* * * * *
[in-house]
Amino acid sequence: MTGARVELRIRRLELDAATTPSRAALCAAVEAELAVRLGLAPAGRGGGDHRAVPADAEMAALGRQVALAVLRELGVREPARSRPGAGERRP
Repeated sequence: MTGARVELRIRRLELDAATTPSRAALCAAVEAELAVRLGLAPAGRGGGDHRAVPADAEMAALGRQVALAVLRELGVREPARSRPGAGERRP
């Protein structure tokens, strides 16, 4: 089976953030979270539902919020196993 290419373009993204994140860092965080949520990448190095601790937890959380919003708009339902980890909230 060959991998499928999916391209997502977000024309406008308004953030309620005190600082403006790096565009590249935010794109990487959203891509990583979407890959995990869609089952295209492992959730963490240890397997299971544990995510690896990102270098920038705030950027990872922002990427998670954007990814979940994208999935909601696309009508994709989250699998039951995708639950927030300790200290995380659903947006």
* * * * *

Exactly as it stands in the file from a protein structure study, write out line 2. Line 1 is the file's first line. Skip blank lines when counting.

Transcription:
Amino acid sequence: MTGARVELRIRRLELDAATTPSRAALCAAVEAELAVRLGLAPAGRGGGDHRAVPADAEMAALGRQVALAVLRELGVREPARSRPGAGERRP